News / USA

American Muslims Observe Ramadan

FILE - The Foundation for Appropriate and Immediate Temporary Help (FAITH) has conducted a food drive in Herndon, Virginia, every week during Ramadan for the past nine years.
FILE - The Foundation for Appropriate and Immediate Temporary Help (FAITH) has conducted a food drive in Herndon, Virginia, every week during Ramadan for the past nine years.
Mohamed Elshinnawi

As the Muslim holy month of Ramadan begins on June 28, Muslim Americans from different backgrounds across the United States are gathering in mosques and homes to break their dawn-to-dusk fast, perform congregational night prayers, and help the poor.

"We try to make people feel like they are in any Muslim country and belong to a Muslim community,” said Imam Abdulla Khouj, president of the Islamic Center in Washington D.C. “We offer the meal to break their fast. We have more than 600 people, males and females, their children, and families. They break their fast and pray with us.”
 
After the Iftar meal at sundown, Muslim families perform the special nightly prayer.
 
"Ramadan nightly prayer is an expression of devotion and seeking forgiveness," said Said Aly, a Muslim-American physician. "Each night we finish reciting one chapter of the holy Koran, so by the end of the month, we will complete the 30 chapters of the holy book," Aly said.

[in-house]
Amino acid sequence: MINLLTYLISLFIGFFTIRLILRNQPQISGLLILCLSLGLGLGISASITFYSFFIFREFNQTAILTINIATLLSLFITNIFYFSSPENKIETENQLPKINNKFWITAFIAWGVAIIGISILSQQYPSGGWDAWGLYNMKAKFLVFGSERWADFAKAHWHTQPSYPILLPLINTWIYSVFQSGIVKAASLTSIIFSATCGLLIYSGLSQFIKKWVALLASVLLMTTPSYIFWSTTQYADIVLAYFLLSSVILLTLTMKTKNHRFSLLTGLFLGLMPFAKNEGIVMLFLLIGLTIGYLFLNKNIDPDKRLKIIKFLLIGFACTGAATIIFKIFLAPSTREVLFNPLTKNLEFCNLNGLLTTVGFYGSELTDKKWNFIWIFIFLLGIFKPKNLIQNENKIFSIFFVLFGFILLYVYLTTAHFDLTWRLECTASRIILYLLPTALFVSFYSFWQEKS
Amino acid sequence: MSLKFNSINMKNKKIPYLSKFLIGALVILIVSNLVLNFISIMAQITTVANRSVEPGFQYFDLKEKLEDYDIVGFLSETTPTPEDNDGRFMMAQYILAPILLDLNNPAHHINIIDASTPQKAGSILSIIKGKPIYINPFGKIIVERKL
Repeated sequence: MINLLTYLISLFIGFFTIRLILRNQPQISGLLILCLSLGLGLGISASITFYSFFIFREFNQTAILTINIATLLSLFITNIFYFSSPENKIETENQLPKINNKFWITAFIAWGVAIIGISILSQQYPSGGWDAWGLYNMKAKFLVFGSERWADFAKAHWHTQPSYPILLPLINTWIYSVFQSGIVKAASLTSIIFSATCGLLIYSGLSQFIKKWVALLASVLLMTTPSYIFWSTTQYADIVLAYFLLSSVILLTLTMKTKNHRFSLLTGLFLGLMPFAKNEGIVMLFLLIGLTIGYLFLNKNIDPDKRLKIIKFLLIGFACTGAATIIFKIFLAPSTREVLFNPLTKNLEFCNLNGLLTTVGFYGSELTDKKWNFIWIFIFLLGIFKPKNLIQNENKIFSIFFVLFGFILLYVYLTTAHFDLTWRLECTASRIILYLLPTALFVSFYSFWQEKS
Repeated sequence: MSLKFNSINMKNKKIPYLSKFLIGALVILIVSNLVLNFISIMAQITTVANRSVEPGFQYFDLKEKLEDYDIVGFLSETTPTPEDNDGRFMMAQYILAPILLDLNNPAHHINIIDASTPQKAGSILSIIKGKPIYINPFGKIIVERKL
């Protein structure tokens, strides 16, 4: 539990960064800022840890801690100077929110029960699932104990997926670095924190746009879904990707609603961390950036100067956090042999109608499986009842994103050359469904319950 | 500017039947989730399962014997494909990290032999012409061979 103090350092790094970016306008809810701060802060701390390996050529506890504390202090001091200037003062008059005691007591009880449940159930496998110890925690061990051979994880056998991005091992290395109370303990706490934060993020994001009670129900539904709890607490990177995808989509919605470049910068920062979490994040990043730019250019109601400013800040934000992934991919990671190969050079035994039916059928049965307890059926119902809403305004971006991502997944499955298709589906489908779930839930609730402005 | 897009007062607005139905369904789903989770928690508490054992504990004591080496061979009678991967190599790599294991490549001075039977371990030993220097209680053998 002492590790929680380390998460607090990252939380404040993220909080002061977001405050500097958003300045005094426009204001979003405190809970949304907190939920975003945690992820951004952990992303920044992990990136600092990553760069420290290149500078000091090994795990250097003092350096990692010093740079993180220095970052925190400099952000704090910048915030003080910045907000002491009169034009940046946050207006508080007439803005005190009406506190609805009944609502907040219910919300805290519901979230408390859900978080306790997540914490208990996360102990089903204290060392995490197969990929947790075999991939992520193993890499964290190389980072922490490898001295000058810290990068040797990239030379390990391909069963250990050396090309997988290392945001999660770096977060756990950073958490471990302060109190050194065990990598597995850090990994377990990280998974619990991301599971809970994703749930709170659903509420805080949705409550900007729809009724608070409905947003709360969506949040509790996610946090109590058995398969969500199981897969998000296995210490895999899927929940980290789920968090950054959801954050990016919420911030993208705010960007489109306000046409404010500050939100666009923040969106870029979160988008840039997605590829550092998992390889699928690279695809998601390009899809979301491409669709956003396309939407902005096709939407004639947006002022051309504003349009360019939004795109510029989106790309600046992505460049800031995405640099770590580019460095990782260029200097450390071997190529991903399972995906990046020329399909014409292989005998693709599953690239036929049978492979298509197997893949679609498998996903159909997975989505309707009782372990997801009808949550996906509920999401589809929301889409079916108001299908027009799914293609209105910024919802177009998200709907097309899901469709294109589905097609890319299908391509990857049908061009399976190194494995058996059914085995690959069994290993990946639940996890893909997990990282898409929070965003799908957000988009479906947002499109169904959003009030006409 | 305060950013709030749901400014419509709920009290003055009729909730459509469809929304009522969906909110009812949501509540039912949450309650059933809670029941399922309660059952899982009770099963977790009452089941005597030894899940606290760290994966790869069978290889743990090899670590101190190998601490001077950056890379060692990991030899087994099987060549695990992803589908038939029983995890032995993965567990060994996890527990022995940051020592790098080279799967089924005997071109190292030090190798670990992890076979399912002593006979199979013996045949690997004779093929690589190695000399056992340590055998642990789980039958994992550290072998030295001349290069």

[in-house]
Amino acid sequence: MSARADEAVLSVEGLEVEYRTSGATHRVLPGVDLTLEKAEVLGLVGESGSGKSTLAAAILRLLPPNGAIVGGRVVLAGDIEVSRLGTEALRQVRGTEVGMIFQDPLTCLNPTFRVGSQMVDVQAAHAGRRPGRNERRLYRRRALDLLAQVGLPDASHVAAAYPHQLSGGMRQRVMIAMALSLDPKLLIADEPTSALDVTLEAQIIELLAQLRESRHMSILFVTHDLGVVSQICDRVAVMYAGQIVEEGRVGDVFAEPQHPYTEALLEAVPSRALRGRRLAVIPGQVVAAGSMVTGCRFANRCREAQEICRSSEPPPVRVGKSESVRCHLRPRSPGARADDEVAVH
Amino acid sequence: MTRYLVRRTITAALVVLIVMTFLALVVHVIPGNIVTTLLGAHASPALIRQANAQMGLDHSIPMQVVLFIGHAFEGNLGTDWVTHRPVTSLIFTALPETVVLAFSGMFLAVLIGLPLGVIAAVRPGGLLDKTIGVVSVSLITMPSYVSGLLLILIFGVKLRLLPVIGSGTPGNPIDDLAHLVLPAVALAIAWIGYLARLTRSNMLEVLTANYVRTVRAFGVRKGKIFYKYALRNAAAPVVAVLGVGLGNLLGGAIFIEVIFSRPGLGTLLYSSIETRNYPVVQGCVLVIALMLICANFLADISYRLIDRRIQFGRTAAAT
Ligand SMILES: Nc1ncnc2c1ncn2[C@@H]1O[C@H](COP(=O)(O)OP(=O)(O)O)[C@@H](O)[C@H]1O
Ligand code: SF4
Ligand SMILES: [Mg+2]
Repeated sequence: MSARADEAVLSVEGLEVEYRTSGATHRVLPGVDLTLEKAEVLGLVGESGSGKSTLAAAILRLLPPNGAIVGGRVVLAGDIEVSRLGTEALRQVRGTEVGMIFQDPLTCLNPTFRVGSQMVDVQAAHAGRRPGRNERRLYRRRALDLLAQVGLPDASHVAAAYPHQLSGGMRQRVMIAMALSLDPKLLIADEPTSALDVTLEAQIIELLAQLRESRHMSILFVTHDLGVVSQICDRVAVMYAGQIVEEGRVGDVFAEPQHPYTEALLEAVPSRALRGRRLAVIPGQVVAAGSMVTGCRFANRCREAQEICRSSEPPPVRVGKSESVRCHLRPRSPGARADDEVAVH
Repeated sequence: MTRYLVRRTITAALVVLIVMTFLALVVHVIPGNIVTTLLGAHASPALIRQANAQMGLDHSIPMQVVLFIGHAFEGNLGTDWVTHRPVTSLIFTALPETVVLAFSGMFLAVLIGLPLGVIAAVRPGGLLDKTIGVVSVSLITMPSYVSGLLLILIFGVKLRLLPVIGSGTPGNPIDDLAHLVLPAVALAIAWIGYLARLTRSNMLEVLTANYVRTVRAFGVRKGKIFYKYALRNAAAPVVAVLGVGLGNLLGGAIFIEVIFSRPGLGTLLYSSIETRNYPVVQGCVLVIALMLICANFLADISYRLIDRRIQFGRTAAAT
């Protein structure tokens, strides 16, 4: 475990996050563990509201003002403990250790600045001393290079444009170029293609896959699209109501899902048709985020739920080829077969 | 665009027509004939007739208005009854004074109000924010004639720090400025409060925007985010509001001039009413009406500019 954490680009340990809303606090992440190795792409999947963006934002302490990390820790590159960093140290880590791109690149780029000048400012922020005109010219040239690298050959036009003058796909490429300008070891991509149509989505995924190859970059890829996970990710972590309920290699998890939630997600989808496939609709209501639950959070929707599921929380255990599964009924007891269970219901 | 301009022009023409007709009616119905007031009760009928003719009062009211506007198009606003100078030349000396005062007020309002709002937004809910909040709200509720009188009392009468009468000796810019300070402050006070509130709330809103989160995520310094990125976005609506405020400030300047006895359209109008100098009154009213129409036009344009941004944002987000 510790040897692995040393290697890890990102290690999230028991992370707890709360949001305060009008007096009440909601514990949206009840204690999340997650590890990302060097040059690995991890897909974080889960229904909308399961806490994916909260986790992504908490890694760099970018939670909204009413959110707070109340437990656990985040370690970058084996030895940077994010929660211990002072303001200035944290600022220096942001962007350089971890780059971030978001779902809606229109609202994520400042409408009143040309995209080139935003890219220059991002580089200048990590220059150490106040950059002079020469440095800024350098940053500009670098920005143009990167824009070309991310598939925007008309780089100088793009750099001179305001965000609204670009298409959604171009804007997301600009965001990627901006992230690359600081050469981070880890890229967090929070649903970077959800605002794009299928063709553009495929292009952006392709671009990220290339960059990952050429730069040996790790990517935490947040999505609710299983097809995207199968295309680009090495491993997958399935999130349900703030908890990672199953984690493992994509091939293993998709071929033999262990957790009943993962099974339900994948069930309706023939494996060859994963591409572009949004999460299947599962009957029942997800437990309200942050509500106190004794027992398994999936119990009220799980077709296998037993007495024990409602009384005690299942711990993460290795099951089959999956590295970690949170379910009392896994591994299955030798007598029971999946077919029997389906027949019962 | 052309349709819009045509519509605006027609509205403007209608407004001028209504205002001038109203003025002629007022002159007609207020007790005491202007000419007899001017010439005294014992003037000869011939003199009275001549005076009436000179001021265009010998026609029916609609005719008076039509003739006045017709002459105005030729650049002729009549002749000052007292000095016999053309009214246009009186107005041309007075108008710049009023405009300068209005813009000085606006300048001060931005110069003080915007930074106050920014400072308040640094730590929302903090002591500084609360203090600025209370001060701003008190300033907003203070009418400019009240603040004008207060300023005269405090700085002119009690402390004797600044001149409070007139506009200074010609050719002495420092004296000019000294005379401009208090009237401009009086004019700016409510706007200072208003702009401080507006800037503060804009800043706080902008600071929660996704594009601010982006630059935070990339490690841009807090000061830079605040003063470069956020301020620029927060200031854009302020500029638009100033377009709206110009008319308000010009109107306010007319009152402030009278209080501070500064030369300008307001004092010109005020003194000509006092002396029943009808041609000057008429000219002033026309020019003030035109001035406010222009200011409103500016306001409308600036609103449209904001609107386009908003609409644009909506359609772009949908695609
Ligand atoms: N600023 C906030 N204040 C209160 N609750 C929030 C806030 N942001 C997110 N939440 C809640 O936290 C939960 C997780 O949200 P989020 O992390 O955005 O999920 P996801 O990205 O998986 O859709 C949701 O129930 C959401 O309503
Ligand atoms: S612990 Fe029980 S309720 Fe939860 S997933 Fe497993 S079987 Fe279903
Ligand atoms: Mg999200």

Abdulla Mahroum recites the holy Koran at Dar Al-Hijra Islamic Center in Virginia. He came to the U.S. during Ramadan of 2003 on a tour to recite the Koran in several mosques around the country. But the need for his rare talent granted him a permanent residency in the U.S.

“Especially in Ramadan, Muslim Americans are attracted to Islamic centers which offer the best Koran reciters and I was well received and I began training young Muslim Americans to recite the best way they could,” he said.

Regardless of their country of origin, American Muslims observe Ramadan with a set of traditional rituals. Families shop at Halal meat stores, prepare Iftar meals to break their fast with family and friends and pray together.

However Shala Haroun, an American Muslim from Kashmir, misses the big family gathering in Ramadan.

"Ramadan back home is a lot more fun, there is a lot more family, a bigger Indian community and you get your whole family together, while here you are with just a couple of your family," said Haroun.